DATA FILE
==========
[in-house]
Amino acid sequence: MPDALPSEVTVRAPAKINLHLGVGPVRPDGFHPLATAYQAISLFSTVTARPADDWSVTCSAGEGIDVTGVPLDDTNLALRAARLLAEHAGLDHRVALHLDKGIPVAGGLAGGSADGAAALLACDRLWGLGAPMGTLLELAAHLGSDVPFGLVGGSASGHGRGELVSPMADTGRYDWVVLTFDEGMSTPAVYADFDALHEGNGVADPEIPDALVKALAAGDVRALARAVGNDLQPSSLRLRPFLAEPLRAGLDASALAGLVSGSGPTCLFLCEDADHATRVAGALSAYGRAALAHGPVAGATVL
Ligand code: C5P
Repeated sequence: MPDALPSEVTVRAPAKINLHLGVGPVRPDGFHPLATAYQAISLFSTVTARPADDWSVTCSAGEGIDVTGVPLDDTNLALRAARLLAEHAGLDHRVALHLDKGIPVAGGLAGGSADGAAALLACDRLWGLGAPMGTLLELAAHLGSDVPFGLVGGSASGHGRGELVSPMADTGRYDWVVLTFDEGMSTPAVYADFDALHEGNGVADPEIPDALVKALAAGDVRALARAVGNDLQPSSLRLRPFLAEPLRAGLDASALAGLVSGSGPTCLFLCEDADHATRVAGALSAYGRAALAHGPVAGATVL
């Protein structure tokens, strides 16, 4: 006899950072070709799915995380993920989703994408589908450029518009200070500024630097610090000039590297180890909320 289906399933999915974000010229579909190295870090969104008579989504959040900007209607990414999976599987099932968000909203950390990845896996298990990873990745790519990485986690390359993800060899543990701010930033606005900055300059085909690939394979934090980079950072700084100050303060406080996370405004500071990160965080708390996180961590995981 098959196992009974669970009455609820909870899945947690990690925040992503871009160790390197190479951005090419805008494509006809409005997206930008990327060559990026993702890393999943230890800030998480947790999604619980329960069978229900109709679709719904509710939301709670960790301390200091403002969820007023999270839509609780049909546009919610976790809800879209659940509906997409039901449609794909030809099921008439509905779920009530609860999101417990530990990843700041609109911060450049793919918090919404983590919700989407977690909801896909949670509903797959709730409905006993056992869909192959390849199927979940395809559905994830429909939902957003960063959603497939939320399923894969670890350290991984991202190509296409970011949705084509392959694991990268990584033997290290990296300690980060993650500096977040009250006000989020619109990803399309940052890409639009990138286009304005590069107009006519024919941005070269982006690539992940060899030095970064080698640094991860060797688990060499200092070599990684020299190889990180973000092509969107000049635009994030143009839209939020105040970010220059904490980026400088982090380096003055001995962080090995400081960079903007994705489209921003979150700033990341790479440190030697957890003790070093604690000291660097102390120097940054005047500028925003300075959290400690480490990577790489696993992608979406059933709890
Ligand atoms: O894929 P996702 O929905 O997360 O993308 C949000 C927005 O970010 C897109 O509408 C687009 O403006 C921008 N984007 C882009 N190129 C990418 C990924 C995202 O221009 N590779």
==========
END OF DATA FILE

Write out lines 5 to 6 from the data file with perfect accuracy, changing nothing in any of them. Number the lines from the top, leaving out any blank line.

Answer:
């Protein structure tokens, strides 16, 4: 006899950072070709799915995380993920989703994408589908450029518009200070500024630097610090000039590297180890909320 289906399933999915974000010229579909190295870090969104008579989504959040900007209607990414999976599987099932968000909203950390990845896996298990990873990745790519990485986690390359993800060899543990701010930033606005900055300059085909690939394979934090980079950072700084100050303060406080996370405004500071990160965080708390996180961590995981 098959196992009974669970009455609820909870899945947690990690925040992503871009160790390197190479951005090419805008494509006809409005997206930008990327060559990026993702890393999943230890800030998480947790999604619980329960069978229900109709679709719904509710939301709670960790301390200091403002969820007023999270839509609780049909546009919610976790809800879209659940509906997409039901449609794909030809099921008439509905779920009530609860999101417990530990990843700041609109911060450049793919918090919404983590919700989407977690909801896909949670509903797959709730409905006993056992869909192959390849199927979940395809559905994830429909939902957003960063959603497939939320399923894969670890350290991984991202190509296409970011949705084509392959694991990268990584033997290290990296300690980060993650500096977040009250006000989020619109990803399309940052890409639009990138286009304005590069107009006519024919941005070269982006690539992940060899030095970064080698640094991860060797688990060499200092070599990684020299190889990180973000092509969107000049635009994030143009839209939020105040970010220059904490980026400088982090380096003055001995962080090995400081960079903007994705489209921003979150700033990341790479440190030697957890003790070093604690000291660097102390120097940054005047500028925003300075959290400690480490990577790489696993992608979406059933709890
Ligand atoms: O894929 P996702 O929905 O997360 O993308 C949000 C927005 O970010 C897109 O509408 C687009 O403006 C921008 N984007 C882009 N190129 C990418 C990924 C995202 O221009 N590779």